U.S.-Pakistan Professional Partnership in Journalism


A multi-phase program run by ICFJ will bring 230 Pakistani media professionals to the United States and send 70 U.S. journalists to Pakistan, building long-term partnerships between news organizations.

"This program is possibly the most important we have in Pakistan, really interesting to see America through their eyes, makes me proud to be an American and hopeful about Pakistan." -- Dr. Stephen P. Cohen; Sr. Fellow, Foreign Policy Studies Program, The Brookings Institution

A multi-year program will bring 230 Pakistani media professionals to the United States and send 70 U.S. journalists to Pakistan. Journalists will study each other's culture as they are immersed in newsrooms in each country.

The program will be knit throughout with events and opportunities to experience U.S. life, showcasing its diversity. Similarly, the U.S. participants, who will represent the Pakistanis’ U.S. media hosts during the fellowships, will go to Pakistan for two-week programs during which they will learn the realities of Pakistani journalism and national life through site visits, interviews and opportunities to interact with journalists, officials and ordinary Pakistanis.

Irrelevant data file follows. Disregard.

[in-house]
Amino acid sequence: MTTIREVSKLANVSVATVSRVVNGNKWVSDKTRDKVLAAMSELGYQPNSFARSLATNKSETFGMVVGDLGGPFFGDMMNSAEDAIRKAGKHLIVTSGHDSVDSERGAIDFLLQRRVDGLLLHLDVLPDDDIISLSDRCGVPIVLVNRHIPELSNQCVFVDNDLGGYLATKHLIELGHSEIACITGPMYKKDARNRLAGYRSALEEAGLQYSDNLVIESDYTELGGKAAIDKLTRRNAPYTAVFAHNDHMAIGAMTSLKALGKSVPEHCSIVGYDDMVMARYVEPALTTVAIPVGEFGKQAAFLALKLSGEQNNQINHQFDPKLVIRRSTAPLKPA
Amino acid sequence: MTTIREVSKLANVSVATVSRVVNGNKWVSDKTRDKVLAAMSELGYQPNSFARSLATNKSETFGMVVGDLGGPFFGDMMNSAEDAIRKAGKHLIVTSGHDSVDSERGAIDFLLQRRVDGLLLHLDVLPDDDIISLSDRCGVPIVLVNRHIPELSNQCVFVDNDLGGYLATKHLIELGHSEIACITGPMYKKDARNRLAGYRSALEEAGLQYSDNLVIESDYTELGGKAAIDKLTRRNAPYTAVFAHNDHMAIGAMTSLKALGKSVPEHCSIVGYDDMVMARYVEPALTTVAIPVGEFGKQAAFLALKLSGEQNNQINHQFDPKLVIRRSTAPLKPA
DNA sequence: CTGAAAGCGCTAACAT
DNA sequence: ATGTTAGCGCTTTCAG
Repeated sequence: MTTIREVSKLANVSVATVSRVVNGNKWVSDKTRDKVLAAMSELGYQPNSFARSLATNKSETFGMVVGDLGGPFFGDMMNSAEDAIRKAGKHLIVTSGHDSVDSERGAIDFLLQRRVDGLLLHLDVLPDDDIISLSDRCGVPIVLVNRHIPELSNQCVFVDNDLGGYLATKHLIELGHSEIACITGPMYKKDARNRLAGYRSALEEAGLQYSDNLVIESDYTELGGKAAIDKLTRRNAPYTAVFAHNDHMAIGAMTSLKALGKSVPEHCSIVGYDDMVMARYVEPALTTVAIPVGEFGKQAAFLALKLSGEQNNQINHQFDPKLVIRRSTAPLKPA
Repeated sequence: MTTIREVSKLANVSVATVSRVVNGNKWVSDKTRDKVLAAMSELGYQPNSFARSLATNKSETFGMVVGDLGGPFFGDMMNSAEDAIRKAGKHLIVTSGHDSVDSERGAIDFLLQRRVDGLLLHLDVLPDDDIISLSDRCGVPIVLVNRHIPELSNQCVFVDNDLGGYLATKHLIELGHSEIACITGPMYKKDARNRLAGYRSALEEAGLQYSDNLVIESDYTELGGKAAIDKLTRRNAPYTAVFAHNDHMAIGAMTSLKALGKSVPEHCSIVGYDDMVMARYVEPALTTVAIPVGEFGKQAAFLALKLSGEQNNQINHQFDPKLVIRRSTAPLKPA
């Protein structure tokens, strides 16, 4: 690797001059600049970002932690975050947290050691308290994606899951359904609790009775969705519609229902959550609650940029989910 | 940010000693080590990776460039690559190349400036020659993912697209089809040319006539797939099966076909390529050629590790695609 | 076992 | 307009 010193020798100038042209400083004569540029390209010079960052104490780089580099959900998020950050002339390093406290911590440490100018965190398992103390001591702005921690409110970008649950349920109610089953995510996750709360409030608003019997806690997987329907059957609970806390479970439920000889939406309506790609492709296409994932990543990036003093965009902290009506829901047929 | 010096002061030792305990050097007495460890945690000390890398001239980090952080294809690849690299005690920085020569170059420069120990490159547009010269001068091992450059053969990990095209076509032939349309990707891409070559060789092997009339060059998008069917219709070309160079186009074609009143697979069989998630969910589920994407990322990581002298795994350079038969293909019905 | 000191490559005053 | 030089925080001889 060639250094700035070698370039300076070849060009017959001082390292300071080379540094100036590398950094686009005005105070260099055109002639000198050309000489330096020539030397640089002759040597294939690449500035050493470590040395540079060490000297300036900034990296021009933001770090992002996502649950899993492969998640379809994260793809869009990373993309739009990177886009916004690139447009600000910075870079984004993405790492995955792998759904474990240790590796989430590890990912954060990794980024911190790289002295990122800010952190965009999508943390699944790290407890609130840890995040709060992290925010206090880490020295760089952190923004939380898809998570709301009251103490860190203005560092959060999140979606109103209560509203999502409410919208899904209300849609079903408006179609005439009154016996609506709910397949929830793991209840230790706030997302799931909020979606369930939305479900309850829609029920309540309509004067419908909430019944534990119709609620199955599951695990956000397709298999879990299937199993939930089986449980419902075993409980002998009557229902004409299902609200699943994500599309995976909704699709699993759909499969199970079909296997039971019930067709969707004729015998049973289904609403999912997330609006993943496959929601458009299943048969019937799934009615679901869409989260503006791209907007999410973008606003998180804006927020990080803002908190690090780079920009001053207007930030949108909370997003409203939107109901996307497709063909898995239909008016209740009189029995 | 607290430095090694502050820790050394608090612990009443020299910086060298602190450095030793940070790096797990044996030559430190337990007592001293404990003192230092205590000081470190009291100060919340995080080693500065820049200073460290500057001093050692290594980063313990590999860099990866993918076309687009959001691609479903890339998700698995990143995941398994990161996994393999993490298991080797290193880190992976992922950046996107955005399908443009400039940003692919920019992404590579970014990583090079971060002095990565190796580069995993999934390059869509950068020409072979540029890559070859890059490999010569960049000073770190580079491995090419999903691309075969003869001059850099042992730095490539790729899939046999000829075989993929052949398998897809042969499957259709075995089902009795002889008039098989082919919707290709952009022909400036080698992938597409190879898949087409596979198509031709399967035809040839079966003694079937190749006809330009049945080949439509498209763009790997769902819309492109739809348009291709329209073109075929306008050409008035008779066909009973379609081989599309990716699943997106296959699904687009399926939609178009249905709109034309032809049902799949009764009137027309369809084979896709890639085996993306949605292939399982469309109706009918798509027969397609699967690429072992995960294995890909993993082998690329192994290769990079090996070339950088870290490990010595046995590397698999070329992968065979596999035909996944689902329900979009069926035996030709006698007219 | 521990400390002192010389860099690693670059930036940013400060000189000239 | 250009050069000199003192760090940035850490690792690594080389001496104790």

Participants on both sides will have opportunities to report on their experiences in each country, which will help to educate their audiences and dispel myths and misperceptions that people carry in each country about residents of the other.

Fellows August 9, 2016 - September 10, 2016

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  • Jul 102012

    "All the Stereotypes are Gone" Thanks to U.S.-Pakistan Exchange

    An ICFJ exchange program for Pakistani and U.S. journalists is having one key impact: Stereotypes are going by the wayside fast. After working in U.S. newsrooms around the country, Pakistani reporters said that personal interactions with Americans helped to dispel many myths. They discovered that Americans do care deeply about family and that Muslims have a voice in U.S. society. "I had so many stereotypes when I came here," said one participant. "Would you believe that all the stereotypes have gone?